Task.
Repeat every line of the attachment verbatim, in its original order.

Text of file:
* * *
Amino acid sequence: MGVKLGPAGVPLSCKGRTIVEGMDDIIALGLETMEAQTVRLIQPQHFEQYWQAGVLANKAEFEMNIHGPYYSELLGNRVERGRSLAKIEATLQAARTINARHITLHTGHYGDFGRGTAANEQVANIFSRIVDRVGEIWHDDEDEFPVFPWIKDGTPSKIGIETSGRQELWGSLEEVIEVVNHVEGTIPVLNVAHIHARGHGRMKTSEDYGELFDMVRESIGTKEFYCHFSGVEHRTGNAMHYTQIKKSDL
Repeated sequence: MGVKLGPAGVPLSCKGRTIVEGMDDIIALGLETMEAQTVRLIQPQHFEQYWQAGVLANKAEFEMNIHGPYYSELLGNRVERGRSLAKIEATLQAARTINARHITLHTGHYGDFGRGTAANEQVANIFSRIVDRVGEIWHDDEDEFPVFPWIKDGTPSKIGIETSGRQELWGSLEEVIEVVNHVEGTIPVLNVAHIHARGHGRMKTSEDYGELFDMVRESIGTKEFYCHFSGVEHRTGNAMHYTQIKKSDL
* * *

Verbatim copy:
Amino acid sequence: MGVKLGPAGVPLSCKGRTIVEGMDDIIALGLETMEAQTVRLIQPQHFEQYWQAGVLANKAEFEMNIHGPYYSELLGNRVERGRSLAKIEATLQAARTINARHITLHTGHYGDFGRGTAANEQVANIFSRIVDRVGEIWHDDEDEFPVFPWIKDGTPSKIGIETSGRQELWGSLEEVIEVVNHVEGTIPVLNVAHIHARGHGRMKTSEDYGELFDMVRESIGTKEFYCHFSGVEHRTGNAMHYTQIKKSDL
Repeated sequence: MGVKLGPAGVPLSCKGRTIVEGMDDIIALGLETMEAQTVRLIQPQHFEQYWQAGVLANKAEFEMNIHGPYYSELLGNRVERGRSLAKIEATLQAARTINARHITLHTGHYGDFGRGTAANEQVANIFSRIVDRVGEIWHDDEDEFPVFPWIKDGTPSKIGIETSGRQELWGSLEEVIEVVNHVEGTIPVLNVAHIHARGHGRMKTSEDYGELFDMVRESIGTKEFYCHFSGVEHRTGNAMHYTQIKKSDL